From: B.K. DeLong (email@example.com)
Date: Thu Jun 15 2000 - 21:21:27 PDT
This just came over the wires. Freaky stuff.
June 16, 2000
Police Probe Attempt to Buy Garbage Linked to Microsoft By TED BRIDIS Staff Reporter of THE WALL STREET JOURNAL
WASHINGTON -- On the evening of June 1, Jose Lopez and Erminia Morales of P&R Enterprises were going about their normal office-cleaning duties when, they say, a woman approached them and offered in Spanish to pay between $50 and $60 to each of them for the trash of the Association for Competitive Technology here. The trade group is heavily funded by Microsoft Corp. and has been relentlessly pro-Microsoft in its work.
The cleaners said the woman identified herself as Blanca Lopez and asked them to bring the bags of trash to Upstream Technologies, on the same floor of the building. The cleaners declined.
Less than one week later -- exactly one day before U.S. District Judge Thomas Penfield Jackson ordered the breakup of the software giant -- the value of Microsoft-related trash rose dramatically.
Lou DeLeon, the general manager for the cleaning service, said Ms. Lopez returned the evening of June 6 and repeated her request for the trash. This time she offered $500 each to the two cleaners and $200 more to their supervisor. When they again declined, Ms. Lopez handed over a copy of her business card and asked that Mr. DeLeon call her, saying she was "investigating a criminal case and wanted the trash from these suites," according to the cleaning crew. Mr. DeLeon got the business card but never called her.
The cash-for-trash offers came just days before a mysterious break-in at Microsoft's offices here in Dupont Circle. So far, no one has been charged with anything. Microsoft officials say it doesn't look like any valuables were stolen in the weekend break-in. And police say the bizarre trash-buying attempt -- which may have been totally unrelated to the break-in -- probably wasn't even against the law.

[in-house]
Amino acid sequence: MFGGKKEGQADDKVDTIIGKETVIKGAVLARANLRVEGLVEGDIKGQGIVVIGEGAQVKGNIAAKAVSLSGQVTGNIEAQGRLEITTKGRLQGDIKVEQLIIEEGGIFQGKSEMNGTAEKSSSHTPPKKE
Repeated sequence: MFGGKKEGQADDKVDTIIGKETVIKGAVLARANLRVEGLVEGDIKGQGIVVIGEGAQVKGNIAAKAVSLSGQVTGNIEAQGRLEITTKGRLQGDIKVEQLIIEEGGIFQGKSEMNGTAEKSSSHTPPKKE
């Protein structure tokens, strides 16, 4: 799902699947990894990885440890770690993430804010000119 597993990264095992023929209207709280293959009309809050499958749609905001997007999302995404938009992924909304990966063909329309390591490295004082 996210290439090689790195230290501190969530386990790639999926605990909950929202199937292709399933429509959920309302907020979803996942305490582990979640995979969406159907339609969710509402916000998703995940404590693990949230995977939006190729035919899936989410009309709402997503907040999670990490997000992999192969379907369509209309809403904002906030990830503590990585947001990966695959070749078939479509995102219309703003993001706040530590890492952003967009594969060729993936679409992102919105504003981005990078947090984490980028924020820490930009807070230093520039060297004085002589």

When contacted by The Wall Street Journal, Blanca Lopez said, "I know nothing of this," and referred questions to Martin Lobel, a Washington antitrust attorney. Mr. Lobel said Monday that he was paid "a nice retainer" by an executive at Upstream Technologies, whose name he declined to reveal, to investigate the trash-buying incident. But he said Blanca Lopez was not his client. The next day, Blanca Lopez hired attorney Pamela Bethel, a former assistant U.S. prosecutor, and stopped talking to Mr. Lobel, he said. Ms. Bethel declined to comment.
Upstream Technologies is itself shrouded in mystery, with no evidence that it exists as a corporation. Its three-month lease next to the Association for Competitive Technology was arranged to begin May 1 by a Robert Walters, according to a copy of the credit application he made for the property.
An Upstream lawyer identified Mr. Walters as a former investigative reporter. A New York Times article in August 1998 identified a Robert Walters as a former newspaper reporter who had links to Investigative Group International Inc., a high-powered research firm led by Terry Lenzner that has been employed by lawyers for President Clinton. Larry Potts, former deputy director at the Federal Bureau of Investigation, is IGI's chief operating officer.